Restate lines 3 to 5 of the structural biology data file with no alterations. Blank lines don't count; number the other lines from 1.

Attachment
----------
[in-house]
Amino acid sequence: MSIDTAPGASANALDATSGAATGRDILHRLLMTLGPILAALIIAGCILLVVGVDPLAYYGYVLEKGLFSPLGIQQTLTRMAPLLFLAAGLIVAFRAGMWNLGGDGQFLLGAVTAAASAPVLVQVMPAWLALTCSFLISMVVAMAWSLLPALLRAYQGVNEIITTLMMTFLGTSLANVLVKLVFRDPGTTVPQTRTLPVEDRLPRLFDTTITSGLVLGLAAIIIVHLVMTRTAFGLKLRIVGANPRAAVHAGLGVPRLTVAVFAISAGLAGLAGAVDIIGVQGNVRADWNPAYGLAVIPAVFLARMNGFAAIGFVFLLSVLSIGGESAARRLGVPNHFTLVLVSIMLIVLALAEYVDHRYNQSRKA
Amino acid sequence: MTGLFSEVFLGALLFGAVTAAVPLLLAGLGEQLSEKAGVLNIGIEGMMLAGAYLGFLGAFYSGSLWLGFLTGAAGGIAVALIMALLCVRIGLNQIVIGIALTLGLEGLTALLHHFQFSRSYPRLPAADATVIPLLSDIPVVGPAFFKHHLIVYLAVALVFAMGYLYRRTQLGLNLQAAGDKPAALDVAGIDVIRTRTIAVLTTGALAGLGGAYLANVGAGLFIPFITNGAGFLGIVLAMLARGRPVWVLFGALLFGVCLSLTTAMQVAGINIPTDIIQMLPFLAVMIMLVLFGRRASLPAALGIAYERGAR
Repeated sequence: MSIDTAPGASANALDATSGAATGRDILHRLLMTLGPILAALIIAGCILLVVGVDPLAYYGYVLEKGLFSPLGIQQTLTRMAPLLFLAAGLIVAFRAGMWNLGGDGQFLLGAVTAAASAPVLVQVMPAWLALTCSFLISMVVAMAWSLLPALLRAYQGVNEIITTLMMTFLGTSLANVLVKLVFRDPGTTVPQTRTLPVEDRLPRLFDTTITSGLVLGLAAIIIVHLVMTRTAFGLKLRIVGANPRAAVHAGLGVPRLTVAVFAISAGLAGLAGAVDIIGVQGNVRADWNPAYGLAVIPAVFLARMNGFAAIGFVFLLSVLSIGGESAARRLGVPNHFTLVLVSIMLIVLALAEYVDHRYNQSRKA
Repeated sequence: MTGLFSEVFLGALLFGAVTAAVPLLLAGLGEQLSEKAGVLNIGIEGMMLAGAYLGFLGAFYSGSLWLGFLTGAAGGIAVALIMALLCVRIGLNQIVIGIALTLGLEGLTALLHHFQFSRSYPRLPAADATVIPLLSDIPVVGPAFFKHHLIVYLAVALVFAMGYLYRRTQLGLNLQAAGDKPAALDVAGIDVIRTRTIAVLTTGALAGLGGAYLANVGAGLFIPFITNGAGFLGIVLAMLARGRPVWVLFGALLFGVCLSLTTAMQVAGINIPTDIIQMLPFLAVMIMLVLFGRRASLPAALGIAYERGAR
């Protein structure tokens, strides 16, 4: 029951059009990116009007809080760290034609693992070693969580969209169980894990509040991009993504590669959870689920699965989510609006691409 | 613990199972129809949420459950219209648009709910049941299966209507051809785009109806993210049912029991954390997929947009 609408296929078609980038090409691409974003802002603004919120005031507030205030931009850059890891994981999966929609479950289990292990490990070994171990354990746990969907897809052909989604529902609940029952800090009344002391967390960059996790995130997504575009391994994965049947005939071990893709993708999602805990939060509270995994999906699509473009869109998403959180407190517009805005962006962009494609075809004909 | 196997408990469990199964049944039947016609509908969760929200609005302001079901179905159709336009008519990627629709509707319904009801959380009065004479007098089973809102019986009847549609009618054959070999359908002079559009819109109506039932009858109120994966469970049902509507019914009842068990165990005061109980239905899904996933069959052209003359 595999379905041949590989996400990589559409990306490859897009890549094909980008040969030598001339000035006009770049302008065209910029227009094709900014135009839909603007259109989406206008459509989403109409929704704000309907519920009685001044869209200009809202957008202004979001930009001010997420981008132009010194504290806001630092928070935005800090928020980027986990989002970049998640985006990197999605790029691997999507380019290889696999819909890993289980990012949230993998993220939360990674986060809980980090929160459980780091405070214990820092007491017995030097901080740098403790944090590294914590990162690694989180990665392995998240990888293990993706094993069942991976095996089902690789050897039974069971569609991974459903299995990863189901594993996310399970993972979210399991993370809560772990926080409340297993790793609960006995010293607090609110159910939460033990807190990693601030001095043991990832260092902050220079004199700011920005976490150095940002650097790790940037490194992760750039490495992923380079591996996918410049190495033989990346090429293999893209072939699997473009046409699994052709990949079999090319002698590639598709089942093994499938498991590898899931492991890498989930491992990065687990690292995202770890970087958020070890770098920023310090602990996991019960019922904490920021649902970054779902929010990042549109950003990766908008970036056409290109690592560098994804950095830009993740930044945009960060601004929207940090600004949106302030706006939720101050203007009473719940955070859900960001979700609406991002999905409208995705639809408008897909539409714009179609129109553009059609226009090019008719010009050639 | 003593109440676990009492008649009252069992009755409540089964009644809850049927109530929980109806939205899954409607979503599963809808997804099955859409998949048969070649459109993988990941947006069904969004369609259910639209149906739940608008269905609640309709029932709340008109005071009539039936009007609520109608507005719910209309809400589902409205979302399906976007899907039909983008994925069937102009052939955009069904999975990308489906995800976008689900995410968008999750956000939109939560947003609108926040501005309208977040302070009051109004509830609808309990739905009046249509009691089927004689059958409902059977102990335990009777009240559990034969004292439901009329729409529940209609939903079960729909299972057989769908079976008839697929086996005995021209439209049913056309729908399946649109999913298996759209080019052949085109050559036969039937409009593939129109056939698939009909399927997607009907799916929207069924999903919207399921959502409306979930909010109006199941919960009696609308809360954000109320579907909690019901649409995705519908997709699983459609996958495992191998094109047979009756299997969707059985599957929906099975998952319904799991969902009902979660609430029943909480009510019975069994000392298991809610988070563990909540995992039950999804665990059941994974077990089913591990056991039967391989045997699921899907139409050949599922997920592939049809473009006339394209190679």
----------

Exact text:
Amino acid sequence: MTGLFSEVFLGALLFGAVTAAVPLLLAGLGEQLSEKAGVLNIGIEGMMLAGAYLGFLGAFYSGSLWLGFLTGAAGGIAVALIMALLCVRIGLNQIVIGIALTLGLEGLTALLHHFQFSRSYPRLPAADATVIPLLSDIPVVGPAFFKHHLIVYLAVALVFAMGYLYRRTQLGLNLQAAGDKPAALDVAGIDVIRTRTIAVLTTGALAGLGGAYLANVGAGLFIPFITNGAGFLGIVLAMLARGRPVWVLFGALLFGVCLSLTTAMQVAGINIPTDIIQMLPFLAVMIMLVLFGRRASLPAALGIAYERGAR
Repeated sequence: MSIDTAPGASANALDATSGAATGRDILHRLLMTLGPILAALIIAGCILLVVGVDPLAYYGYVLEKGLFSPLGIQQTLTRMAPLLFLAAGLIVAFRAGMWNLGGDGQFLLGAVTAAASAPVLVQVMPAWLALTCSFLISMVVAMAWSLLPALLRAYQGVNEIITTLMMTFLGTSLANVLVKLVFRDPGTTVPQTRTLPVEDRLPRLFDTTITSGLVLGLAAIIIVHLVMTRTAFGLKLRIVGANPRAAVHAGLGVPRLTVAVFAISAGLAGLAGAVDIIGVQGNVRADWNPAYGLAVIPAVFLARMNGFAAIGFVFLLSVLSIGGESAARRLGVPNHFTLVLVSIMLIVLALAEYVDHRYNQSRKA
Repeated sequence: MTGLFSEVFLGALLFGAVTAAVPLLLAGLGEQLSEKAGVLNIGIEGMMLAGAYLGFLGAFYSGSLWLGFLTGAAGGIAVALIMALLCVRIGLNQIVIGIALTLGLEGLTALLHHFQFSRSYPRLPAADATVIPLLSDIPVVGPAFFKHHLIVYLAVALVFAMGYLYRRTQLGLNLQAAGDKPAALDVAGIDVIRTRTIAVLTTGALAGLGGAYLANVGAGLFIPFITNGAGFLGIVLAMLARGRPVWVLFGALLFGVCLSLTTAMQVAGINIPTDIIQMLPFLAVMIMLVLFGRRASLPAALGIAYERGAR